On Saturday evening, with two other statisticians and my wife, I played a great new board game. Don’t worry, there was also lots of wine, takeaway food and great chat involved. The game is called Borel. The basic concept of the game is pretty straightforward; over a series of experiments using dice, cards and coins, does intuition beat statistical reasoning? Of course, there are conditions applied so that there isn’t really enough time to be too statistical, but the concept works.
For example, if three six-sided dice are rolled six times, will there be any consecutive numbers rolled? Basic stats suggest this should be a strong ‘no’ but we did this experiment on Saturday and the first two numbers rolled were 1. We rolled again and got another 1. So flabbergasted were we at losing our (not earned) cash that we reran the experiment and immediately rolled two 5s. A triumph for intuition it has to be said.
Unfortunately, or maybe not, we don’t get to play fast and loose with lots of money every day on a hunch. In business, ensuring we have adequate data to make decisions, and increasing the probability of those decisions being correct are pretty important.
Imagine looking for a new location for a store and not taking into account the road network, the parking availability, the demographics of those who shop in the area, their disposable income and likelihood to buy the products you sell. Unthinkable right? Except that it isn’t so long ago that sighting locations for stores was very much on instinct. It’s only been in the last 10 to 20 years that all these factors have been applied to ensure that there is every probability of a new location being the most successful location possible.
I recently saw one of Sports Direct’s directors (that’s a mouthful) being interviewed. When asked about which failing store groups they bid to take over, he said it was purely down to gut feel. I’m sure there is an element of truth in this, retailing has a notoriously strong reputation for ‘gut feel’ after all, but I’m also sure they have a formula, a way to evaluate the potential in a business to remove as much risk as possible and optimise the likelihood of success.
This is interesting as a lot of these phrases are statistical by nature: every probability, remove risk, optimise success, increase the likelihood. We use stats every day, even if we don’t realise it. Can you guarantee success, we are often asked? No, but we can increase the probability of it happening.
As marketers, in our day to day jobs, we don’t get to make massive decisions about investments in new stores or which companies to take over. However, we get measured on the success or otherwise of our campaigns. And, as such, we try to make sure that we stack the odds in our own favour as best we can. Every day we use probability to ensure that we are delivering the right message to the right person at the right time.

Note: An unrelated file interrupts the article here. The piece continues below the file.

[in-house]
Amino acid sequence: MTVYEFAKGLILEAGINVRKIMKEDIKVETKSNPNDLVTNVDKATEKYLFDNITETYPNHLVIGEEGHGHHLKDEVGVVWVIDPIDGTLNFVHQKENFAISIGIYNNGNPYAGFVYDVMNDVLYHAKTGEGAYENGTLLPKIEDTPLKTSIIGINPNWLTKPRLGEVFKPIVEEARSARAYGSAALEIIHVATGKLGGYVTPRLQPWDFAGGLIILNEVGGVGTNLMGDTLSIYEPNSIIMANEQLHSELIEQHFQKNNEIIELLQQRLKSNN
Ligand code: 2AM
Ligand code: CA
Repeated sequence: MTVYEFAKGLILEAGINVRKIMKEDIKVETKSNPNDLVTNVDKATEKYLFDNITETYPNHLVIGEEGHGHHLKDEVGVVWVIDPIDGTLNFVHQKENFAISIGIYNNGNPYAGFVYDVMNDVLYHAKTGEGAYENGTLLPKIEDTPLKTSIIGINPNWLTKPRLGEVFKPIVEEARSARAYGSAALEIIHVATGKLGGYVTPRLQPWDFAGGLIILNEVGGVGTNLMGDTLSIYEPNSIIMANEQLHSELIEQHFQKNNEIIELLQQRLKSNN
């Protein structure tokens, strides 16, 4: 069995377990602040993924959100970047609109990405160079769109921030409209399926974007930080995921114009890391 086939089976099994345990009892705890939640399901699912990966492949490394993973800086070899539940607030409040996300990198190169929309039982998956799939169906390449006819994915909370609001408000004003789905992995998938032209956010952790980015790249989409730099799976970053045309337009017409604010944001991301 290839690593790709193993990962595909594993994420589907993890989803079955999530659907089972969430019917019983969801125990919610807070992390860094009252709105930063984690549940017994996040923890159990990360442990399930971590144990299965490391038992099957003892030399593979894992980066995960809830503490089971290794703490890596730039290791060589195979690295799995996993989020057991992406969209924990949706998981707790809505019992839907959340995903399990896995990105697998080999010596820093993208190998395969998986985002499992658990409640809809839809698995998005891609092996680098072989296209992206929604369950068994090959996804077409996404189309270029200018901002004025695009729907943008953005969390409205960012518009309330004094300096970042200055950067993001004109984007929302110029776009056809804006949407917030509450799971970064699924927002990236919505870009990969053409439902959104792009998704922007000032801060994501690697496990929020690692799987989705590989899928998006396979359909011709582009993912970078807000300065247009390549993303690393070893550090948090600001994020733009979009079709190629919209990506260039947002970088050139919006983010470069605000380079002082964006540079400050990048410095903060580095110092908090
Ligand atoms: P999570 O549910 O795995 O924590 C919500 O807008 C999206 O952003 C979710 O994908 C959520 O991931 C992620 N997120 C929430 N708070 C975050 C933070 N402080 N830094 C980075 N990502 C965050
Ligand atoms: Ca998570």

For example, in outbound comms, we are always looking to maximise returns – contacting the most relevant individuals with the minimum investment. To do this we use profiles, models, segmentations to help us understand as much as we can about our targets, weed out those least likely to respond and find those who are more likely to want to buy our products.
Online we use different ways to find the most relevant targeting, sometimes it is left to machines to help us do this but in the background are similar algorithms, finding people (or cookies of people) who look like they browsed the same sites as those who clicked through. Even the way we find these cookies uses statistics, using probabilistic matching to try to find the same person across numerous machines.
As with all modelling, the more data we have, the more observations of an event, the more variables we can vary, then the better our decisions will be. Our mantra is that the more you know about an individual the better your marketing will be. That’s why we are always looking for data to help provide a more rounded picture of our customers’ customers. Sometimes that data will be at the individual level and sometimes at the household the live in or even the postcode they live in. Ultimately, it is all about probability and giving us a better chance of getting a response to a campaign.
One of the joys of Borel was that the number of observations was kept small, the number of variables was low and the time to make a decision was short. Hopefully by adding more data, building up more history and ensuring that more information is available, we can help our clients make better decisions by providing more information.
Incidentally, I won the game by the slimmest possible margin and my wife, who based everything on informed hunches was right behind me. I’d love to think my stats background gave me the edge. But maybe we need to play again just to be sure.
Scott Logie is managing director of REaD Group Insights